Wednesday, 25 March 2015

March 25th Strumpshaw Fen

Goat Willow Catkins
As I arrived at Strumpshaw this morning, a green woodpecker sat on a fence post in a paddock near to the car park. I was about to get my camera out from my bag, when it flew off as I was about to unzip my bag. Typical! The sound of yaffling green woodpeckers was like mocking laughter at me as I took my early morning walk before the Reception Hide opened. In the woods, their cousins the great spotted woodpecker were drumming loudly and I heared bullfinches. There seems to be more chiffchaffs this week as I not only heard them but also saw them. They are constantly on the move amongst the branches at this time of year, making it hard to keep them in shot. At least the goat willow catkins that have started to come out were much easier subjects.

Marsh Harriers skydancing
Fen Hide was full of marsh harrier action. The skydances are still going but the dancefloor (the sky) was pretty crowded of displaying couples as about over four birds at a time circled together. The pairs flew really close to each other with talons touching and barrel rolls being used frequently. There was a bit of tension between the couples as they begin to choose nest locations. I believe I have found a possible nest site and I think it is Lilly's (the white bellied female). I will keep a close eye on them over the next few months. Also about during my early walk were a few bearded tits, buzzards, reed buntings and Cetti's warblers.

Reed Bunting
I arrived back at Reception Hide to find a Chinese water deer looking around cautiously by the front of the hide. It was male and he looked like he was in the wars. His coat was showing signs of battle with other Chinese water deer. As they use their tusks to fight, the scars look nasty, but these seem to be old wounds as he seems to be uneffected by them.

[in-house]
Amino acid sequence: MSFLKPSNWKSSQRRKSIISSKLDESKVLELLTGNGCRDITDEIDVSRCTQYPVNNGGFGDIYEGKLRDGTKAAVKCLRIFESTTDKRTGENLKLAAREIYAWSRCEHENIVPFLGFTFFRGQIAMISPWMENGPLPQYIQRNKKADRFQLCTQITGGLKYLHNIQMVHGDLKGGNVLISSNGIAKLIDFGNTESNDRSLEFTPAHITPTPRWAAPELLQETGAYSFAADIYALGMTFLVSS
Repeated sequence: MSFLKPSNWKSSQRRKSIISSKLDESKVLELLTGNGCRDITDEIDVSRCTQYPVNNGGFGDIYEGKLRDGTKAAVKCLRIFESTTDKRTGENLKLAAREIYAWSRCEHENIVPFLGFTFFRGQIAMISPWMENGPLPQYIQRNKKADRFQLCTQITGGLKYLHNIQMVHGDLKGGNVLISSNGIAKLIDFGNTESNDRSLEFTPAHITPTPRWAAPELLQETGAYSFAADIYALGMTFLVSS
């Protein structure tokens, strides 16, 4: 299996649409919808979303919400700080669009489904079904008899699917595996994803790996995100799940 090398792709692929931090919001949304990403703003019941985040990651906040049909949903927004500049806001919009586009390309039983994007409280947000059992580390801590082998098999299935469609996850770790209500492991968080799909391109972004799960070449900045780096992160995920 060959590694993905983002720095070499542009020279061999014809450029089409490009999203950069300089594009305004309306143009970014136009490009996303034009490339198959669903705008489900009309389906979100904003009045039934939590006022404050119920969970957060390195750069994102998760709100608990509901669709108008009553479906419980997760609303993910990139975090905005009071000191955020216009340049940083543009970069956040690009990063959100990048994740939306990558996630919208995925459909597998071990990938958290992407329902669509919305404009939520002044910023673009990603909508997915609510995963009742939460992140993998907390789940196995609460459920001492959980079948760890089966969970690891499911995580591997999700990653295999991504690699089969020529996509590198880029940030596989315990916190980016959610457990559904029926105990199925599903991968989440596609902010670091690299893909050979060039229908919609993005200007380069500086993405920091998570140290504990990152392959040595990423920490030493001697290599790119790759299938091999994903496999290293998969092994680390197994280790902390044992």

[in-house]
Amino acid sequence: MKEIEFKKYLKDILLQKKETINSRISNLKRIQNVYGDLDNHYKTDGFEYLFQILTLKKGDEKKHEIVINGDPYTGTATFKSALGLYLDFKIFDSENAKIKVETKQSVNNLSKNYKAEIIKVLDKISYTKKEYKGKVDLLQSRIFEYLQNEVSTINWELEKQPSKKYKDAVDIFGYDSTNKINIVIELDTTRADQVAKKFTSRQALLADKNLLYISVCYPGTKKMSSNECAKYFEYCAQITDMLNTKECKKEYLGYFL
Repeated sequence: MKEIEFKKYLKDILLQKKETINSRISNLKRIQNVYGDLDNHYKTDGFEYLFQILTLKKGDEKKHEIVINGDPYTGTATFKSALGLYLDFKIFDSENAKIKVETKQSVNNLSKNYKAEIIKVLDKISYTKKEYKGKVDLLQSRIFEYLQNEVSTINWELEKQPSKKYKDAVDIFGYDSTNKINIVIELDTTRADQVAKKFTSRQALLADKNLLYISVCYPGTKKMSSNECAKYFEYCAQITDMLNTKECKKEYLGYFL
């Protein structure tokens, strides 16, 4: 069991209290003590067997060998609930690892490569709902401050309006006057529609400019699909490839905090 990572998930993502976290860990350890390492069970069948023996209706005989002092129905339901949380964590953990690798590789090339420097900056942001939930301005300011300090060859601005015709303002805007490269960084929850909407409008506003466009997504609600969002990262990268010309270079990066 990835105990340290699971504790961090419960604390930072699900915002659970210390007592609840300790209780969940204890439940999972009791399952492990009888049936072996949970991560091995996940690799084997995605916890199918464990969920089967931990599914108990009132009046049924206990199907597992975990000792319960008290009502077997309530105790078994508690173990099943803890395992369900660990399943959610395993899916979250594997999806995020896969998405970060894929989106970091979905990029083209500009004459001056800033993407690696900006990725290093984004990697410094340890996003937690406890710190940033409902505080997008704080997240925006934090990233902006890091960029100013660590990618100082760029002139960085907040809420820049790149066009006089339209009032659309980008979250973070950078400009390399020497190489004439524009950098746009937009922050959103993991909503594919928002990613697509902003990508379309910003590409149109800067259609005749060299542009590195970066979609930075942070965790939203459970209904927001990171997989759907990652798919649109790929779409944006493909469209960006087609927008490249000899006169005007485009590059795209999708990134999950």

Chinese Water Deer

The sound of Cetti's warblers are heard throughout my shift like a loud outburst that can catch you unaware. They often make me jump whenever they are closeby. Sometimes while I'm out on a walk around the reserve, they get so close to me without me knowing, that they shout right into my ears from a bush or reedbed and make me physically jump in surprise! Another highlight in the spring soundscape are booming bitterns. In the distance, I managed to hear one coming somewhere in the direction of the Tower Hide on the other side of the site. It was only just audible but I could hear about four deep booming notes.

Marsh harriers continued to skydance throughout the morning, but they and the buzzards weren't the only bird of prey around. From the corner of my eye, I noticed a small bird being pursued by a sparrowhawk. The small bird dived into a reedbed between the two channels linking to the broad to my right. The sparrowhawk lunged in talons out, but failed to catch the bird. It then became a target for a mobbing crow which chased it away. The sparrowhawk (a female) made a few more appearences past the hide but nothing as dramatic as that. I also saw a kingfisher making a brief flyby today.
Carrion Crow
Blackthorn Bush

1 comment:

  1. The marsh harriers sound amazing - love the idea of them skydancing!